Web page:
• Then the next round starts. The next given command (sudo tar) will lead to a pwn'd system BTW.

Publications on Priv-Esc Attacks using this Agent

Preliminary results for the linux privilege escalation use-case can be found in Evaluating LLMs for Privilege-Escalation Scenarios:

      title={LLMs as Hackers: Autonomous Linux Privilege Escalation Attacks}, 
      author={Andreas Happe and Aaron Kaplan and Jürgen Cito},

This work is partially based upon our empiric research into how hackers work:

@inproceedings{Happe_2023, series={ESEC/FSE ’23},
   title={Understanding Hackers’ Work: An Empirical Study of Offensive Security Practitioners},
   booktitle={Proceedings of the 31st ACM Joint European Software Engineering Conference and Symposium on the Foundations of Software Engineering},
   author={Happe, Andreas and Cito, Jürgen},
   month=nov, collection={ESEC/FSE ’23}

Some Implementation Notes

Let's highlight some implementation details that might impact the tested LLM's performance.

LLMs not able to provide concise answers.

While we prompt the LLM for a single command to execute, not all LLMs were able to heed this. They added quotation characters or framed the command in Markdown code blocks in either inline back-ticks or multi-line code-blocks. Sometimes LLMs enter a LLM-splaining mode and drone on about potential exploits. In those cases, wintermute searches for a contained code-block and executes that. Oftentimes a leading $ character was added by the LLMs (while being explicitly forbidden in the prompt), mimicking typical example shell prompts: wintermute removes those. A review showed that those auto-fixes did extract the supposedly intended commands.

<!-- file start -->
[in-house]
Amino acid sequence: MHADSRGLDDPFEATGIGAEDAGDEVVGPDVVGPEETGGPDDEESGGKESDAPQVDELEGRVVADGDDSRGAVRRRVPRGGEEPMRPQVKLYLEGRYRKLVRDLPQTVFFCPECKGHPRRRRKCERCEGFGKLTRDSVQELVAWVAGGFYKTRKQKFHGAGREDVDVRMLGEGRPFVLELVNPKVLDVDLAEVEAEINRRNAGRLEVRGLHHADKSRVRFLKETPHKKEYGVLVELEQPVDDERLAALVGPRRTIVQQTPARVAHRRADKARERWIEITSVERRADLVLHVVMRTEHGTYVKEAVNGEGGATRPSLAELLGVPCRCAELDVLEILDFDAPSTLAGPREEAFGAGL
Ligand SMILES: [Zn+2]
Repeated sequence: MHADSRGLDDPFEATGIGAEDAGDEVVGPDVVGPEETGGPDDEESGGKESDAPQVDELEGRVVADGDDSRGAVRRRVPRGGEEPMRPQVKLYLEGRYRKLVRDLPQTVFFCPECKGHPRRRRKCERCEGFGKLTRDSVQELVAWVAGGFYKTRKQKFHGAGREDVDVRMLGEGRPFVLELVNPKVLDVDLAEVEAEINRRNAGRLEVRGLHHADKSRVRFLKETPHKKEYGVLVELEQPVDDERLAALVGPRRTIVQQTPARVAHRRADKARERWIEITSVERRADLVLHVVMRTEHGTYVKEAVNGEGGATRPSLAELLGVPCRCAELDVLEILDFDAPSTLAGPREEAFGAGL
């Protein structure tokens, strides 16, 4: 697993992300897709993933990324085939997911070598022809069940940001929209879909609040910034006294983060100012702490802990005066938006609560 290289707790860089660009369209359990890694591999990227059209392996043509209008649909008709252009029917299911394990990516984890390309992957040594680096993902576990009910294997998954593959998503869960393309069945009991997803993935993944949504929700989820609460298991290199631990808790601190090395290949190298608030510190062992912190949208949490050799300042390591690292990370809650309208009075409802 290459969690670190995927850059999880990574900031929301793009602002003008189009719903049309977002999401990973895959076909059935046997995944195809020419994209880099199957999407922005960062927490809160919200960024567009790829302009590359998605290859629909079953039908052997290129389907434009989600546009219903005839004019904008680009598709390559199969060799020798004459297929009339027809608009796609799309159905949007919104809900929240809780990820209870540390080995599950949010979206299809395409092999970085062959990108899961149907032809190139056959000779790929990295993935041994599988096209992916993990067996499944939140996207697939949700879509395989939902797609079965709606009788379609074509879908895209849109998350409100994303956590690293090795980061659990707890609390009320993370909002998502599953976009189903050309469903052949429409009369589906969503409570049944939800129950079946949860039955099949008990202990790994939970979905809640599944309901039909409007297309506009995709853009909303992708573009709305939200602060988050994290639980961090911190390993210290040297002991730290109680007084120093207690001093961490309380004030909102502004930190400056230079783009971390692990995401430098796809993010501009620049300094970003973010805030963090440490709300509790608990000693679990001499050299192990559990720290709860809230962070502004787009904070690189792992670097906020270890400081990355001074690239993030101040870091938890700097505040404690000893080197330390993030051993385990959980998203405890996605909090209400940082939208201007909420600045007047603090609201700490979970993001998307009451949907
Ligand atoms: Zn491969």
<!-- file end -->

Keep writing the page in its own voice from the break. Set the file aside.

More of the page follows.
Identifying Root Access

One particular challenge is dealing with interactive programs. We use the fabric library to execute commands over SSH. It executes the command, waits for its completion, and finally gathers the resulting output. Priv-esc attacks commonly drop the attacker into an interactive root shell: the executed command is turned into an interactive shell with which the attacker subsequently communicates. From fabric's point-of-view this means that the original command is still executing, thus fabric would wait indefinitely for its result and thus blocks.